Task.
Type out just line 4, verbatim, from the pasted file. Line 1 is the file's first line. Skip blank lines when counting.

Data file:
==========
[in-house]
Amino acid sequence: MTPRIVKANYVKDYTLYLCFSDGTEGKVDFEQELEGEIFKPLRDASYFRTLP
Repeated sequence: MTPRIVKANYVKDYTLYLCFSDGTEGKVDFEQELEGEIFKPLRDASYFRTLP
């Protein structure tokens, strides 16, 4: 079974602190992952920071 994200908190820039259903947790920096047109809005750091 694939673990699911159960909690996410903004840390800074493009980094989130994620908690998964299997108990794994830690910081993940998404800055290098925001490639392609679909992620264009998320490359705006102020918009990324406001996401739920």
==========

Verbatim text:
């Protein structure tokens, strides 16, 4: 079974602190992952920071 994200908190820039259903947790920096047109809005750091 694939673990699911159960909690996410903004840390800074493009980094989130994620908690998964299997108990794994830690910081993940998404800055290098925001490639392609679909992620264009998320490359705006102020918009990324406001996401739920």